Erich Fischer

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For the German footballer, see Erich Fischer (footballer).

Erich Horst Fischer (3 July 1910, Allenstein, East Prussia – 1969) was a German experimental physicist. He worked at the Kaiser Wilhelm Institute for Physics (KWIP) and contributed to the German nuclear energy project, also known as the Uranium Club. After World War II, he helped rebuild the KWIP branch at Hechingen, was a professor at the University of Tübingen and Ankara University, and then a research scientist for the German firm GKSS.

Education[edit]

From 1929 to 1935, Fischer studied at the Rheinische Friedrich-Wilhelms-Universität Bonn, the Ludwig-Maximilians-Universität München, and the Friedrich-Wilhelms-Universität (today, the Humboldt-Universität zu Berlin). He received his doctorate at the University of Berlin under Walther Nernst and A. Deubner.[1]

Career[edit]

After receipt of his doctorate, Fischer was a teaching assistant to W. Friedrich at the University of Berlin from 1935 to 1936. In 1937, he became an assistant under Peter Debye and Werner Heisenberg at the Kaiser-Wilhelm Institut für Physik (KWIP, Kaiser Wilhelm Institute for Physics) in Berlin-Dahlem; today, the KWIP is known as the Max-Planck Institut für Physik). He completed his Habilitation in 1939, and he then also became a Privatdozent at the University of Berlin in 1942.[1]

During World War II, Fischer worked in the German nuclear energy project, also known as the Uranverein (Uranium Club). His contributions included determination of the rate of neutron multiplication in heterogeneous uranium-moderator combinations.[1]

In the latter years of World War II, Berlin scientific organizations moved equipment and personnel out of the city to escape effects of Allied air raids. The KWIP had partly evacuated to Hechingen and Haigerloch in southern Germany. The Uranmaschine (nuclear reactor) B 8 (B-VIII) was constructed in Haigerloch. The construction of the reactor utilized 1.5 tons of heavy water, 1.5 tons of uranium, and 10 tons of graphite. The configuration was uranium in the form of cubes (40 chains of 9 cubes each and 38 chains of 8 cubes each) in heavy water surrounded by graphite. The report on the B 8 experiment was written by Fritz Bopp, Erich Fischer, Werner Heisenberg, and Karl Wirtz from the KWIP and Walther Bothe, Peter Herbert Jensen, and Oskar Ritter from the Institut für Physik (Institute for Physics) of the Kaiser-Wilhelm Institut für medizinische Forschung (KWImF, Kaiser Wilhelm Institute for Medical Research), in Heidelberg. Fischer, and to a lesser extent Bopp, were found by blood tests to have suffered damage from neutron radiation exposure.[2][3][4]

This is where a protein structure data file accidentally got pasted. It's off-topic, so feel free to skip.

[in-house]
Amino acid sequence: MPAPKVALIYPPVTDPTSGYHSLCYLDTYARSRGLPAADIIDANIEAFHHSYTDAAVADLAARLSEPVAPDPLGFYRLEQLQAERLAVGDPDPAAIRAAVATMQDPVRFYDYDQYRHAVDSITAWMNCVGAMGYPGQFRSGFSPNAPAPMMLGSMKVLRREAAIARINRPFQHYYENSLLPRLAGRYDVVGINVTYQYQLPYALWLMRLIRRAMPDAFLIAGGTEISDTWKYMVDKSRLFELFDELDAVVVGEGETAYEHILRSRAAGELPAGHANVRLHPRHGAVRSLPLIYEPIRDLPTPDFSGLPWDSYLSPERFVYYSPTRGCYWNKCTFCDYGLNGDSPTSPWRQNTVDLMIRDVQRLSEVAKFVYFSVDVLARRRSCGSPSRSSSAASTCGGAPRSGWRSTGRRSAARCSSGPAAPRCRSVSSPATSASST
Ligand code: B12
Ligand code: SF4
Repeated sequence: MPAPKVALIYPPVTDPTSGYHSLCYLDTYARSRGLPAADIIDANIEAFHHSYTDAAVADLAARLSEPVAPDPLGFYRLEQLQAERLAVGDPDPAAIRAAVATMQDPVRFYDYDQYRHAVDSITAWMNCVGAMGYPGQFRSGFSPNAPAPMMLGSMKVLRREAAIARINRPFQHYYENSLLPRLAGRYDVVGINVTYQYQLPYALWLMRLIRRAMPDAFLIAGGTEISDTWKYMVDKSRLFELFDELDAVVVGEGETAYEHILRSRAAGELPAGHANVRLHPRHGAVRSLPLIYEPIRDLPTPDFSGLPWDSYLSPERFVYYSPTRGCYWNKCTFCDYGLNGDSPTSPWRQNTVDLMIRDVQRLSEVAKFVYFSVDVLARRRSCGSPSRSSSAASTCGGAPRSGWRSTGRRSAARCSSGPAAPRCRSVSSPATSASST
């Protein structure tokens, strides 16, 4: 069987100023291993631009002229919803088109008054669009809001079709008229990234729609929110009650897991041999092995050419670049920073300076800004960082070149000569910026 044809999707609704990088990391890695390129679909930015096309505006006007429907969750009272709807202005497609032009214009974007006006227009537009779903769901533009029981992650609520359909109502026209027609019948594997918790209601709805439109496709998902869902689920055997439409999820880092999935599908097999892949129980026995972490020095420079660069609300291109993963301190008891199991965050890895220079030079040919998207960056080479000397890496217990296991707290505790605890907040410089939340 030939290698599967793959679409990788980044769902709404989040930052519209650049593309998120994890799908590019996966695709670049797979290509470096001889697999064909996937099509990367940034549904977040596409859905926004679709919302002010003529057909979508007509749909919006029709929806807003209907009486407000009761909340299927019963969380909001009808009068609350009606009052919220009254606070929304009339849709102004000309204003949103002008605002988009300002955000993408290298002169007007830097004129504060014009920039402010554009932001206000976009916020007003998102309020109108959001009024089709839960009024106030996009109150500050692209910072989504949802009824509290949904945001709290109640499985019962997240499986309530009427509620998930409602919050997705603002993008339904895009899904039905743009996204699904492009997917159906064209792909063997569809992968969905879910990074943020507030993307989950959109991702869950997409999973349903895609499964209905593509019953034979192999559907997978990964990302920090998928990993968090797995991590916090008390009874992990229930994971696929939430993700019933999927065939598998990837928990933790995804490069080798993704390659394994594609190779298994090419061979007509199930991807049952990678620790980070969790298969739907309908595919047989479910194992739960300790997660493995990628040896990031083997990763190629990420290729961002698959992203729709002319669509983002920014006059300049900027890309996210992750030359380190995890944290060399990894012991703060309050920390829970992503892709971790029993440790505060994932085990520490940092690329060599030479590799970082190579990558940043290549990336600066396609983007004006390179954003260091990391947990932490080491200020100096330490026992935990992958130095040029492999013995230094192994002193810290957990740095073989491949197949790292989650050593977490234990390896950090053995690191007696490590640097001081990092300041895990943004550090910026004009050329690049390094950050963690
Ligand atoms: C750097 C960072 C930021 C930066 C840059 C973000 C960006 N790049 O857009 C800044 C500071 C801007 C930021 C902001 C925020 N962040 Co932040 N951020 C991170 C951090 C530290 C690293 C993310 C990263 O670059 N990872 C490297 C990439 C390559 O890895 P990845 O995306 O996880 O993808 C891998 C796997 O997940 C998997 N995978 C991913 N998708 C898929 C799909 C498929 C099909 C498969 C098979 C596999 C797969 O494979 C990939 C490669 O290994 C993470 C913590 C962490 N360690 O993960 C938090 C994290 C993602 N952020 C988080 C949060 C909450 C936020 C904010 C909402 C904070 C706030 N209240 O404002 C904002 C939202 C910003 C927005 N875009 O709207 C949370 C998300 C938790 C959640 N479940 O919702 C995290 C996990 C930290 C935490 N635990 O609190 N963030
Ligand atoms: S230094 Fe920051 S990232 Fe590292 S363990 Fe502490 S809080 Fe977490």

After 1945, Fischer helped to rebuild the Hechingen branch of the KWIP. In 1948, Fischer transferred to the Eberhard Karls Universität Tübingen and became a lecturer on experimental physics; in 1950, he became a nichtplanmäßiger Professor (supernumerary professor) there. In 1956, he became a full professor at the Ankara University. From 1956, he was employed at the newly founded German firm GKSS, where he conducted research for the construction of nuclear reactors.[1][5]

Internal Reports[edit]

The following reports were published in Kernphysikalische Forschungsberichte (Research Reports in Nuclear Physics), an internal publication of the German Uranverein. The reports were classified Top Secret, they had very limited distribution, and the authors were not allowed to keep copies. The reports were confiscated under the Allied Operation Alsos and sent to the United States Atomic Energy Commission for evaluation. In 1971, the reports were declassified and returned to Germany. The reports are available at the Karlsruhe Nuclear Research Center and the American Institute of Physics.[6][7]

  • Erich Fischer Bestimmung des Absorptionsquerschnittes von Uran für langsame Neutronen G-79 (26 June 1941)
  • Werner Heisenberg, Fritz Bopp, Erich Fischer, Carl-Friedrich von Weizsäcker, and Karl Wirtz Messungen an Schichtenanordnungen aus 38-Metall und Paraffin G-162 (30 October 1942)
  • Fritz Bopp and Erich Fischer Einfluss des Rückstrumantels auf die Neutronenausbeute des U-Brenners G-249.
  • Fritz Bopp, Walther Bothe, Erich Fischer, Erwin Fünfer, Werner Heisenberg, O. Ritter, and Karl Wirtz Bericht über einen Versuch mit 1.5 to D2O und U und 40 cm Kohlerückstreumantel (B7) G-300 (3 January 1945)

Bibliography[edit]

  • Hentschel, Klaus (Editor) and Ann M. Hentschel (Editorial Assistant and Translator) Physics and National Socialism: An Anthology of Primary Sources (Birkhäuser, 1996)
  • Walker, Mark German National Socialism and the Quest for Nuclear Power 1939–1949 (Cambridge, 1993) ISBN 0-521-43804-7

Notes[edit]

  1. ^ a b c d Hentschel and Hentschel, 1996, Appendix F; see the entry for Fischer.
  2. ^ Hentschel and Hentschel, 1996, 377 and 377n73.
  3. ^ Bericht über den Versuch B8 in Haigerloch, as cited in Hentschel and Hentschel, 1996, 377n73.
  4. ^ Walker, 1993, 84, 103 and 152.
  5. ^ GKSS Mission Statement.
  6. ^ Hentschel and Hentschel, 1996, Appendix E; see the entry for Kernphysikalische Forschungsberichte.
  7. ^ Walker, 1993, 268-274.